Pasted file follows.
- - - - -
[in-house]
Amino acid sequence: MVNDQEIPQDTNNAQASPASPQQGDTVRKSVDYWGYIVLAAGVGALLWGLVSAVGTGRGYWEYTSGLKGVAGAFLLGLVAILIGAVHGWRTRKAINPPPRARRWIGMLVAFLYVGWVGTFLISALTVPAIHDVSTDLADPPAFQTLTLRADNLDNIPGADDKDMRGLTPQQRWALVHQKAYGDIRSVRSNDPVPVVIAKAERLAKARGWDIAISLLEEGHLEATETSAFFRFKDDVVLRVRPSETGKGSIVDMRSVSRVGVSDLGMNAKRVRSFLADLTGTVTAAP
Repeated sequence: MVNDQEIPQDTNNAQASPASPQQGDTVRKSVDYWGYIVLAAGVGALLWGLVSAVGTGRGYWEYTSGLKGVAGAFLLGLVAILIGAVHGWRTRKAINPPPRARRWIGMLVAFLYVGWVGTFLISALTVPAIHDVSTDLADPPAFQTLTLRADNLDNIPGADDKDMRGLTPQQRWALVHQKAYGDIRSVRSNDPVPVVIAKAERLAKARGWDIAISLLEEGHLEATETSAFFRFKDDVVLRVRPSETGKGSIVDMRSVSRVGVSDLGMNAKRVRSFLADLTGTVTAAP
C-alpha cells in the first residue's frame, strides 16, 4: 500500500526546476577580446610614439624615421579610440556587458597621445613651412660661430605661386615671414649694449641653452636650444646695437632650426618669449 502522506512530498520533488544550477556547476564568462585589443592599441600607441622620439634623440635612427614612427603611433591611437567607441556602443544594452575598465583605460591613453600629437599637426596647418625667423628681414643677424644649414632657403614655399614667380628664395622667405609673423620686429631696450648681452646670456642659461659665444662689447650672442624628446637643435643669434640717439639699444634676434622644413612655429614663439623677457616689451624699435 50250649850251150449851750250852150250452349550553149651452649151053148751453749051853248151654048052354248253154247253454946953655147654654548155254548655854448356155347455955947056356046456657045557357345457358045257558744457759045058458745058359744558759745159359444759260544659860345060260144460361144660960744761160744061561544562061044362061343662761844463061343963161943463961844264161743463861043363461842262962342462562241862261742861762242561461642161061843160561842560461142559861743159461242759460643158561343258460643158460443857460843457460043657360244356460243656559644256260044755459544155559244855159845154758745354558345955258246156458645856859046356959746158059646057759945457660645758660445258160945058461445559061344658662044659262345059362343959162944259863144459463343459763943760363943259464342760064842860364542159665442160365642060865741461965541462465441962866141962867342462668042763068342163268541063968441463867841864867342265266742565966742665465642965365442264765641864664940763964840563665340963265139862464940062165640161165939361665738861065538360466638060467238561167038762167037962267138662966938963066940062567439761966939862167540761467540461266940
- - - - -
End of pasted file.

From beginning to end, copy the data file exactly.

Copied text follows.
[in-house]
Amino acid sequence: MVNDQEIPQDTNNAQASPASPQQGDTVRKSVDYWGYIVLAAGVGALLWGLVSAVGTGRGYWEYTSGLKGVAGAFLLGLVAILIGAVHGWRTRKAINPPPRARRWIGMLVAFLYVGWVGTFLISALTVPAIHDVSTDLADPPAFQTLTLRADNLDNIPGADDKDMRGLTPQQRWALVHQKAYGDIRSVRSNDPVPVVIAKAERLAKARGWDIAISLLEEGHLEATETSAFFRFKDDVVLRVRPSETGKGSIVDMRSVSRVGVSDLGMNAKRVRSFLADLTGTVTAAP
Repeated sequence: MVNDQEIPQDTNNAQASPASPQQGDTVRKSVDYWGYIVLAAGVGALLWGLVSAVGTGRGYWEYTSGLKGVAGAFLLGLVAILIGAVHGWRTRKAINPPPRARRWIGMLVAFLYVGWVGTFLISALTVPAIHDVSTDLADPPAFQTLTLRADNLDNIPGADDKDMRGLTPQQRWALVHQKAYGDIRSVRSNDPVPVVIAKAERLAKARGWDIAISLLEEGHLEATETSAFFRFKDDVVLRVRPSETGKGSIVDMRSVSRVGVSDLGMNAKRVRSFLADLTGTVTAAP
C-alpha cells in the first residue's frame, strides 16, 4: 500500500526546476577580446610614439624615421579610440556587458597621445613651412660661430605661386615671414649694449641653452636650444646695437632650426618669449 502522506512530498520533488544550477556547476564568462585589443592599441600607441622620439634623440635612427614612427603611433591611437567607441556602443544594452575598465583605460591613453600629437599637426596647418625667423628681414643677424644649414632657403614655399614667380628664395622667405609673423620686429631696450648681452646670456642659461659665444662689447650672442624628446637643435643669434640717439639699444634676434622644413612655429614663439623677457616689451624699435 50250649850251150449851750250852150250452349550553149651452649151053148751453749051853248151654048052354248253154247253454946953655147654654548155254548655854448356155347455955947056356046456657045557357345457358045257558744457759045058458745058359744558759745159359444759260544659860345060260144460361144660960744761160744061561544562061044362061343662761844463061343963161943463961844264161743463861043363461842262962342462562241862261742861762242561461642161061843160561842560461142559861743159461242759460643158561343258460643158460443857460843457460043657360244356460243656559644256260044755459544155559244855159845154758745354558345955258246156458645856859046356959746158059646057759945457660645758660445258160945058461445559061344658662044659262345059362343959162944259863144459463343459763943760363943259464342760064842860364542159665442160365642060865741461965541462465441962866141962867342462668042763068342163268541063968441463867841864867342265266742565966742665465642965365442264765641864664940763964840563665340963265139862464940062165640161165939361665738861065538360466638060467238561167038762167037962267138662966938963066940062567439761966939862167540761467540461266940